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  1. #1
    Join Date
    Jul 2014
    Posts
    294

    Unanswered: Identity column on a table

    Hi,

    can some one tell me how to add an identity column to a table (already containing data). I found that this could not be done in a single step. I found some thing , but those are not step by step.

    alter table test2 add column id integer not null with default 0;
    alter table test2 alter column id set generated always as identity;

    error for second step:

    DB21034E The command was processed as an SQL statement because it was not a
    valid Command Line Processor command. During SQL processing it returned:
    SQL0190N ALTER TABLE "QD.TEST2" specified attributes for column "ID"
    that are not compatible with the existing column. SQLSTATE=42837
    db2 =>
    Please let me know how to do this

  2. #2
    Join Date
    Jul 2013
    Location
    Moscow, Russia
    Posts
    666
    Provided Answers: 55
    Hi,

    db2 "? SQL0190N"
    ...
    Explanation:
    ...
    * If SET GENERATED ALWAYS AS IDENTITY or SET GENERATED BY DEFAULT AS
    IDENTITY is specified, the column is already defined with a form of
    generation (default, identity, or expression) and there is no
    corresponding DROP in the same statement.
    ...

    You have to drop the default value of the column first.
    Try this:
    Code:
    alter table test2 alter id drop default;
    alter table test2 alter id set generated always as identity;
    Regards,
    Mark.

  3. #3
    Join Date
    Jul 2014
    Posts
    294
    Mark Thanks for the reply

    This is the way which i am trying

    db2 => alter table test2 add column id integer not null with default 0
    DB20000I The SQL command completed successfully.
    db2 =>
    db2 =>
    db2 =>
    db2 => alter table test2 alter id drop default
    DB20000I The SQL command completed successfully.
    db2 =>
    db2 =>
    db2 =>
    db2 => alter table test2 alter id set generated always as identity(start with 1,increment by 1)
    DB20000I The SQL command completed successfully.
    db2 =>
    db2 =>
    db2 =>
    db2 =>
    db2 => select * from test2

    PK COL1 ID
    ----------- ----------- -----------
    1 1 0
    2 2 0
    3 3 0
    4 4 0
    5 5 0
    6 6 0
    7 7 0
    8 8 0
    9 9 0
    10 10 0

    10 record(s) selected.

    db2 => reorg table test2
    DB20000I The REORG command completed successfully.
    db2 => select * from test2

    PK COL1 ID
    ----------- ----------- -----------
    1 1 0
    2 2 0
    3 3 0
    4 4 0
    5 5 0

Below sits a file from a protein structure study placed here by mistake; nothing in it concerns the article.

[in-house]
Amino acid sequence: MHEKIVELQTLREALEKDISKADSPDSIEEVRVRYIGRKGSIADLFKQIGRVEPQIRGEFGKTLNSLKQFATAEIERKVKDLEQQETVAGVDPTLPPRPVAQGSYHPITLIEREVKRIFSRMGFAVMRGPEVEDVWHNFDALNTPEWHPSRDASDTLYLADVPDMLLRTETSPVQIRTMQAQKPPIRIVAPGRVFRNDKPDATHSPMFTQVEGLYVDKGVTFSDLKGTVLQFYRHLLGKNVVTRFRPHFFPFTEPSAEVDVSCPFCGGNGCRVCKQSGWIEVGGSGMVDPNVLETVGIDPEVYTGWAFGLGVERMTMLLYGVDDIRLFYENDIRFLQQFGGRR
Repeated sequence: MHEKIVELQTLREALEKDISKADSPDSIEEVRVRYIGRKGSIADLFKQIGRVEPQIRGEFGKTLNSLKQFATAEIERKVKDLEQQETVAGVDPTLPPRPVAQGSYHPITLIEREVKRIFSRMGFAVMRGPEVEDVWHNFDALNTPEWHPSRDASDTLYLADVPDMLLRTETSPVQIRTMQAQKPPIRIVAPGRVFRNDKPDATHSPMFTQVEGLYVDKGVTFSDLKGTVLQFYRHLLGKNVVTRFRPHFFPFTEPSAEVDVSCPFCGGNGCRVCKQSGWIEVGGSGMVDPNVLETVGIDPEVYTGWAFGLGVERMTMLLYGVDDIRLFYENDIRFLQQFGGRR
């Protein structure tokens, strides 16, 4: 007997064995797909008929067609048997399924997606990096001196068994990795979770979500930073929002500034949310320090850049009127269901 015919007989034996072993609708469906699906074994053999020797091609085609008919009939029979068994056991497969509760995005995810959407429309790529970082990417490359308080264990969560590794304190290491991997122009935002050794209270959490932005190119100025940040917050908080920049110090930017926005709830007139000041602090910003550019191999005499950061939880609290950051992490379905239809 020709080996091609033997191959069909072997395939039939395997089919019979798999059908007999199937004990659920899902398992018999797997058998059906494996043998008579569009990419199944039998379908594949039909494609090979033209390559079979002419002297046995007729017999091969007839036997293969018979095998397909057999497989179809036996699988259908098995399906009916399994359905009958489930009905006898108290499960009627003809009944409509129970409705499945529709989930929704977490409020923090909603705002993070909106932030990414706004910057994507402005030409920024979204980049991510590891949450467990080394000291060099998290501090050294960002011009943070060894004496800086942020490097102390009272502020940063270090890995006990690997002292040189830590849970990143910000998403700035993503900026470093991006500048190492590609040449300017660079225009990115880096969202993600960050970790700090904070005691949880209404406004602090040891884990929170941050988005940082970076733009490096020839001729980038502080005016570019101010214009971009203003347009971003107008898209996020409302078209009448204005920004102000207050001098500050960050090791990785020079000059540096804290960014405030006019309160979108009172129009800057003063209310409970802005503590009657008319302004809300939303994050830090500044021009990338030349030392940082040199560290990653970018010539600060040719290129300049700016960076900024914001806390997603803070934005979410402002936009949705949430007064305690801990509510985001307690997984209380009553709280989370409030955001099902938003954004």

6 6 0
    7 7 0
    8 8 0
    9 9 0
    10 10 0
    12 12 1
    12 12 2
    13 13 3
    14 14 4

    14 record(s) selected.

    db2 => update test2 set COL1=10 where PK=1
    DB20000I The SQL command completed successfully.
    db2 =>
    db2 =>
    db2 => select * from test2

    PK COL1 ID
    ----------- ----------- -----------
    1 10 0
    2 2 0
    3 3 0
    4 4 0
    5 5 0
    6 6 0
    7 7 0
    8 8 0
    9 9 0
    10 10 0
    12 12 1
    12 12 2
    13 13 3
    14 14 4

    14 record(s) selected.

    Identity values are starting only for the new insertions.But not for existing or updating records.
    I am asking some basic question , kindly excuse me Can we add identity values to an existing rows ?
    I mean can i generate values starting from 1 (not from 0) in the above table?

    Thanks

  4. #4
    Join Date
    Jul 2014
    Posts
    294
    These steps need to be followed to achieve the above

    alter table test2 add column id integer not null with default 0

    alter table test2 alter id drop default

    alter table test2 alter id set generated always as identity(start with 1,increment by 1)

    REORG TABLE TEST2

    update test2 set ID = default

  5. #5
    Join Date
    Dec 2007
    Location
    Richmond, VA
    Posts
    1,328
    Provided Answers: 5
    you should really stay away from the always key word. Its normally best to use default. problems mostly occur when you have referential integrity between this table and others.
    Dave

  6. #6
    Join Date
    Jan 2003
    Posts
    4,292
    Provided Answers: 5
    Quote Originally Posted by dav1mo View Post
    you should really stay away from the always key word. Its normally best to use default. problems mostly occur when you have referential integrity between this table and others.
    You will also have problems if you want to insert data with your own values for the identity column,

    Andy

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